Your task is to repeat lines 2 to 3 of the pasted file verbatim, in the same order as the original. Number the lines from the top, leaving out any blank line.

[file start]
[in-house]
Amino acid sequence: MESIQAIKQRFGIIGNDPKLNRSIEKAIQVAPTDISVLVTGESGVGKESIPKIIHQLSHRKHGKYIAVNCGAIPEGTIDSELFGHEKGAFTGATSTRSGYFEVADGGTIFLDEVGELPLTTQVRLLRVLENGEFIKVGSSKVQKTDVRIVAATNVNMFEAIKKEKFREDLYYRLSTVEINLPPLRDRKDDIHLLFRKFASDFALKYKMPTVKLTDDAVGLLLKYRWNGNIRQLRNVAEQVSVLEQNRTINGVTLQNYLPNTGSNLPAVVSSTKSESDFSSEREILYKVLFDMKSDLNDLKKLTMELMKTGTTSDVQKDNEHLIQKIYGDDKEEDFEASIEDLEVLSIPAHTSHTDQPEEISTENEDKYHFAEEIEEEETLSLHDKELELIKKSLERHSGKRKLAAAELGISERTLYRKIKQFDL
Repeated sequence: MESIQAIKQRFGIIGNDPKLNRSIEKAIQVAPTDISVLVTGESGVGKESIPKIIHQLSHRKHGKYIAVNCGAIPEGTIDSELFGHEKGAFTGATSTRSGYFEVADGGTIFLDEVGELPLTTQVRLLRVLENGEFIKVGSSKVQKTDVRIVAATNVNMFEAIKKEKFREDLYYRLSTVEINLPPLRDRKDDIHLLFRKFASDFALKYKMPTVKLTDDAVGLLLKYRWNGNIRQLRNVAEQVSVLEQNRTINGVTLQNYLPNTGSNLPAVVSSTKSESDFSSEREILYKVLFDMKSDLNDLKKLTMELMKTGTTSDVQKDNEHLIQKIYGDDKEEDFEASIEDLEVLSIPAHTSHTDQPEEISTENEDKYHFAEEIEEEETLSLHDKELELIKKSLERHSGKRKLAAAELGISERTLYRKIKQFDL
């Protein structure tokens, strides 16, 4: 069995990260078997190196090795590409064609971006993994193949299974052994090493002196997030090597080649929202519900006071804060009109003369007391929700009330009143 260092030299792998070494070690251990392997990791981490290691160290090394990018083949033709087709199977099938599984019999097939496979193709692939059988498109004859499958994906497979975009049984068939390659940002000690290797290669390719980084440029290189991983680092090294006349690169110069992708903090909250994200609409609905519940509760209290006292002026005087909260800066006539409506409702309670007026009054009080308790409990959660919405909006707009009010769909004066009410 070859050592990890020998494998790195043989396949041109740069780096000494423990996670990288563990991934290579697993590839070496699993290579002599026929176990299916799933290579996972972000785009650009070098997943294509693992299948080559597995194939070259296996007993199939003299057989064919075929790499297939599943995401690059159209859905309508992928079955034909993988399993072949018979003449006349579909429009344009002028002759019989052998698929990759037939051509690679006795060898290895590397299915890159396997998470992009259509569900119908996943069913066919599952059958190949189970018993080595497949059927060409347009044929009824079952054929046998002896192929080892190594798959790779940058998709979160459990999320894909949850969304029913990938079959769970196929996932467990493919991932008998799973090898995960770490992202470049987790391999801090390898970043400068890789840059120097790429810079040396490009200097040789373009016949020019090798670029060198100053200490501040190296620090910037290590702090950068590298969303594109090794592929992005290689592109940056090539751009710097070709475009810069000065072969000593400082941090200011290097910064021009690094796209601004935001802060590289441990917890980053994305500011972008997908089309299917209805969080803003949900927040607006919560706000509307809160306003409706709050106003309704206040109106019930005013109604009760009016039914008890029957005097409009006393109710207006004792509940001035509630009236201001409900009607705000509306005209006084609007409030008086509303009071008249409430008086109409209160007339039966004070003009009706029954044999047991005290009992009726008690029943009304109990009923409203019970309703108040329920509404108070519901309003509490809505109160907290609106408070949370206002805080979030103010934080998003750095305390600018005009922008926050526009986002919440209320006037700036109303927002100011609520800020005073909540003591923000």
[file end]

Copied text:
Amino acid sequence: MESIQAIKQRFGIIGNDPKLNRSIEKAIQVAPTDISVLVTGESGVGKESIPKIIHQLSHRKHGKYIAVNCGAIPEGTIDSELFGHEKGAFTGATSTRSGYFEVADGGTIFLDEVGELPLTTQVRLLRVLENGEFIKVGSSKVQKTDVRIVAATNVNMFEAIKKEKFREDLYYRLSTVEINLPPLRDRKDDIHLLFRKFASDFALKYKMPTVKLTDDAVGLLLKYRWNGNIRQLRNVAEQVSVLEQNRTINGVTLQNYLPNTGSNLPAVVSSTKSESDFSSEREILYKVLFDMKSDLNDLKKLTMELMKTGTTSDVQKDNEHLIQKIYGDDKEEDFEASIEDLEVLSIPAHTSHTDQPEEISTENEDKYHFAEEIEEEETLSLHDKELELIKKSLERHSGKRKLAAAELGISERTLYRKIKQFDL
Repeated sequence: MESIQAIKQRFGIIGNDPKLNRSIEKAIQVAPTDISVLVTGESGVGKESIPKIIHQLSHRKHGKYIAVNCGAIPEGTIDSELFGHEKGAFTGATSTRSGYFEVADGGTIFLDEVGELPLTTQVRLLRVLENGEFIKVGSSKVQKTDVRIVAATNVNMFEAIKKEKFREDLYYRLSTVEINLPPLRDRKDDIHLLFRKFASDFALKYKMPTVKLTDDAVGLLLKYRWNGNIRQLRNVAEQVSVLEQNRTINGVTLQNYLPNTGSNLPAVVSSTKSESDFSSEREILYKVLFDMKSDLNDLKKLTMELMKTGTTSDVQKDNEHLIQKIYGDDKEEDFEASIEDLEVLSIPAHTSHTDQPEEISTENEDKYHFAEEIEEEETLSLHDKELELIKKSLERHSGKRKLAAAELGISERTLYRKIKQFDL